Logically, Khrushchev’s second letter was an expression, more than of the mind of the Soviet president, of the claims made by the “hawks” within the Communist party. After a long discussion, it was decided at the White House to reply only to the first letter, ignoring the contents of the second. On October 28, Khrushchev accepted the terms established by the U.S. president and, at the same time, made known a long list of grievances expressed by the Cuban government about the United States. The communiqué was certainly not friendly toward the United States, but there was no mention of the missiles stationed in Turkey. Kennedy received the message and agreed that discussions on the negotiations should be initiated in the United Nations by the two respective diplomatic representatives. The great fear therefore subsided; the risk of nuclear war had receded, even if somewhat ambiguously.
But what role did the pope’s message play in the resolution of the crisis? Notwithstanding the due and opportune thanks sent to the pope privately by the American and Soviet presidents, it must be said that it was above all the latter who held the pontifical intervention to be important. According to some scholars, the very way in which Khrushchev presented the question in the letters sent to the U.S. president was influenced by the persuasive words of John XXIII. “Khrushchev,” Alberto Melloni writes in this regard, “offered an agreement because ‘the whole world is anxious,’ and to avert the risk of conflict is to restore ‘joy to all mankind’.” The U.S. administration, on the other hand, officially never quoted the pope’s words and did everything possible to support the thesis that the pope’s intervention had had no influence on the decision taken by the president of the United States on such an important political issue as the Cuba crisis.
With regard to Khrushchev, on several occasions he expressed words of appreciation to the pope for his commitment to world peace: in particular, with regard to the question we are dealing with, in a meeting on December 13, 1962, he told his friend Cousins that “the pope’s appeal was a true ray of light” and that he was immensely grateful. Once back in Rome, Cousins personally delivered Khrushchev’s message and Christmas greetings to the pope. A few days later John XXIII replied in a cordial tone to the words of the Soviet premier, wishing the Russian people peace and prosperity.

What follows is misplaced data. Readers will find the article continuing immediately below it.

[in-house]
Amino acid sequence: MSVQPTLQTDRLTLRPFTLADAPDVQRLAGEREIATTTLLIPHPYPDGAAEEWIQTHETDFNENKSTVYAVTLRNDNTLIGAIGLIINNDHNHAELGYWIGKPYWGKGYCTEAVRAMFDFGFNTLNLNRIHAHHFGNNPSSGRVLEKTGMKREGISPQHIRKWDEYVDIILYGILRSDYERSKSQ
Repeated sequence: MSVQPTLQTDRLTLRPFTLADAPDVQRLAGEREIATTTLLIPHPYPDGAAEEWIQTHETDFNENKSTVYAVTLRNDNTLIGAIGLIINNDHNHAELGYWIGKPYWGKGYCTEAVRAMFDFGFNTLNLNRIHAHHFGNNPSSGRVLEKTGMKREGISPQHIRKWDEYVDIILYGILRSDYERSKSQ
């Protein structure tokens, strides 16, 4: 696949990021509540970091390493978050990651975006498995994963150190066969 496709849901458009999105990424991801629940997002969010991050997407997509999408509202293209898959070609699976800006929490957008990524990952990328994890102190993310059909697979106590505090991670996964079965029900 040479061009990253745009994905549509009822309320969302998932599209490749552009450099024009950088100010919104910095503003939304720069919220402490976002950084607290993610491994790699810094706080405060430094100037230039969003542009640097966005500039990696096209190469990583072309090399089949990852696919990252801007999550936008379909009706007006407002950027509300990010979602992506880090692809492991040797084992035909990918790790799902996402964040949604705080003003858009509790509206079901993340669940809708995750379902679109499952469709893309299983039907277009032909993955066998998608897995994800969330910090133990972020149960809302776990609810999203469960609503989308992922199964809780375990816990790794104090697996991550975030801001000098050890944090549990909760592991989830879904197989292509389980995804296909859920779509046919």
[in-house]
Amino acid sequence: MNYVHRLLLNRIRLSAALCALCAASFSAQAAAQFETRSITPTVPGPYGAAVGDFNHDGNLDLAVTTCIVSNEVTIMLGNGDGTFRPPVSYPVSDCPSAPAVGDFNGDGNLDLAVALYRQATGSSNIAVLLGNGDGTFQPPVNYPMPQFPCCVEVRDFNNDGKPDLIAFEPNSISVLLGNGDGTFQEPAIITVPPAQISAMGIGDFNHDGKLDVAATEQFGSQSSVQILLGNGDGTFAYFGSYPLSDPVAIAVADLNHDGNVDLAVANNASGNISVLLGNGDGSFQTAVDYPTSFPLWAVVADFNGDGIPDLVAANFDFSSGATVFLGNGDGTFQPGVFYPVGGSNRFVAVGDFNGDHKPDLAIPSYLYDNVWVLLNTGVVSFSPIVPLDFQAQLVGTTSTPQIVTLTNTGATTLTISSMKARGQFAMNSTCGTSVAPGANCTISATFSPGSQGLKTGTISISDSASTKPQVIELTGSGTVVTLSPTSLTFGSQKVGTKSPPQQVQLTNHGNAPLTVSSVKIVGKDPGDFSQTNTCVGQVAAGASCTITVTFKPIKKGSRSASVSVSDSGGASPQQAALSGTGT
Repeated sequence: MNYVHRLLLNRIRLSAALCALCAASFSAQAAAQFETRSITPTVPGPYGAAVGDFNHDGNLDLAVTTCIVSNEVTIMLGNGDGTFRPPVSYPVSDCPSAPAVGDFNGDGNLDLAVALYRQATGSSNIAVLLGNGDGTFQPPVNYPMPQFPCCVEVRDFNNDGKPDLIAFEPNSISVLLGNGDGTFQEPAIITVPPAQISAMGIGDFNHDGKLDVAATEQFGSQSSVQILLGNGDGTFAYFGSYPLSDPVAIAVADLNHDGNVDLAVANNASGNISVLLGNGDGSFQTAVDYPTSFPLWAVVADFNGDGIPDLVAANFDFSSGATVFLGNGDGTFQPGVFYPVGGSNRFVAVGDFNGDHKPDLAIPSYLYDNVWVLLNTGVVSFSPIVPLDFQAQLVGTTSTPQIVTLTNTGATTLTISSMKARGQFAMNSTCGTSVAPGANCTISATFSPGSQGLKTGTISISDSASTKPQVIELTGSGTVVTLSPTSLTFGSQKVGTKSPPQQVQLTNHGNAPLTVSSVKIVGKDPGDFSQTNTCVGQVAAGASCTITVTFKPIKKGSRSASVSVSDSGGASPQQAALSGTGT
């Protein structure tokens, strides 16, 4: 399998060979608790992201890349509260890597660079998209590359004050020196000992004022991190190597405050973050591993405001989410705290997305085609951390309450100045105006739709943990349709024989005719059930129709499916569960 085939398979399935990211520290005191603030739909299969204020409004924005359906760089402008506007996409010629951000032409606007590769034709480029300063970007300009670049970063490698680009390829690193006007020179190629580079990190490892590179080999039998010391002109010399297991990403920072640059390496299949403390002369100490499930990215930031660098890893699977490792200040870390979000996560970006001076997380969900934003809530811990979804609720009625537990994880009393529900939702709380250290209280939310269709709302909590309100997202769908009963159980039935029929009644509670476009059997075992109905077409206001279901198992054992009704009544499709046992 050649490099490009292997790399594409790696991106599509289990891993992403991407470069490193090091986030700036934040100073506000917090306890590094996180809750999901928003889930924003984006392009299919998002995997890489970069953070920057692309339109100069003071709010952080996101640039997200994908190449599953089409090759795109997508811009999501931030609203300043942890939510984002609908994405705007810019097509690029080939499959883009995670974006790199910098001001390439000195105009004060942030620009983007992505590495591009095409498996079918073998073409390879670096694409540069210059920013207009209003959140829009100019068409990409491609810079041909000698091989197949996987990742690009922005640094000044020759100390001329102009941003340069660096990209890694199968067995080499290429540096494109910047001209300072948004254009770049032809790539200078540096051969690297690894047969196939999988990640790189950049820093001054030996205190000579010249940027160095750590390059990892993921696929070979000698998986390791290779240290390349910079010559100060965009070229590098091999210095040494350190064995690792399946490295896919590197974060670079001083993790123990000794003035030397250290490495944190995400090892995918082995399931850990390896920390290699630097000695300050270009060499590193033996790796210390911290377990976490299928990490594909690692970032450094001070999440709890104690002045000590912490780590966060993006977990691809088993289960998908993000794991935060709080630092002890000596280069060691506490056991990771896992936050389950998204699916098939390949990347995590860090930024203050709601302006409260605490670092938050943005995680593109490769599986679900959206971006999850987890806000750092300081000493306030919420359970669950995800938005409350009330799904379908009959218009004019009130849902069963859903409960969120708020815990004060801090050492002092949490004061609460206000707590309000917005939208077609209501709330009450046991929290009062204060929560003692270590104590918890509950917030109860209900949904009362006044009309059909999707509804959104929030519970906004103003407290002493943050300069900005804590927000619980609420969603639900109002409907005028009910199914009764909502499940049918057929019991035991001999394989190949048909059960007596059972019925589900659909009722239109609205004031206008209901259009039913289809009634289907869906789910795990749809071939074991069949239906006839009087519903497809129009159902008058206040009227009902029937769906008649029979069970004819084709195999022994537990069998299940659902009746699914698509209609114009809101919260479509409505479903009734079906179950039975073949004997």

The hope for the present is that Pope Francis’ words against war and against the use of nuclear weapons will be heeded, as were those of a pope 60 years before, and that serious negotiations for an immediate “ceasefire” will be undertaken, in the interests of the two countries involved and of all humanity.
DOI: La Civiltà Cattolica, En. Ed. Vol. 6, no.12 art. 5, 1222: 10.32009/22072446.1222.5
. Cf “Putin’s war is failing. The West should help him fail faster”, in The Economist, September 15, 2022.
. These rockets have a range of about 40 miles. Zelensky asked the Pentagon to send ATACMS, which have a very long range, capable of striking Russian territory. Biden replied negatively, for fear of an excessive reaction from Moscow, such as bacteriological weapons and the use of tactical nuclear weapons. Cf. M. Gaggi, “Armi a Kiev, il freno dei generali Usa che ora temono la reazione di Mosca”, in Corriere della Sera, September 20, 2022. Zelensky, in order to remove his country from the nuclear threat, has asked the U.S. to welcome Ukraine into NATO. This has created disagreement both in the U.S. administration and among European allies. In any case, a decision of this kind is not easy to take, considering that all 30 NATO allied countries must agree on its joining.
. See R. Castelletti, “Mosca prepara l’annessione, i leader separatisti: Referendum in quattro regioni”, in la Repubblica, September 21, 2022.
. According to Moscow’s military doctrine, the Ukrainian counteroffensive in the occupied areas now becomes “an aggression against Russian sovereignty.” This means that the special military operation is transformed into a defensive war, and therefore Russia will be able to use any means, even the nuclear option, to protect its national territory. See “Le proteste e i referendum”, in Internazionale, September 30, 2022, 38.
. Cf. D. Quirico, “Ricatto atomico e bluff insondabili. Così lo zar prova a uscire dall’angolo”, in La Stampa, September 30, 2022. The words of former Russian President Dmitry Medvedev are alarming: “We will also use nuclear weapons to defend the annexed territories.” Behind these words one can glimpse Putin’s intention to exaggerate the conflict and frighten the Western democracies. Cf. F. Sforza, “L’escalation atomica”, in La Stampa, September 23, 2022.
. According to the Secretary of the United Nations, António Guterres, “the referenda violate the UN Charter.” Cf. P. Mastrolilli, “Mosca isolata alle Nazioni Unite. Anche Cina e India si dissociano”, in la Repubblica, September 23, 2022.
. Cf. “La protesta per i referendum”, in Internazionale, September 30, 2022, 38.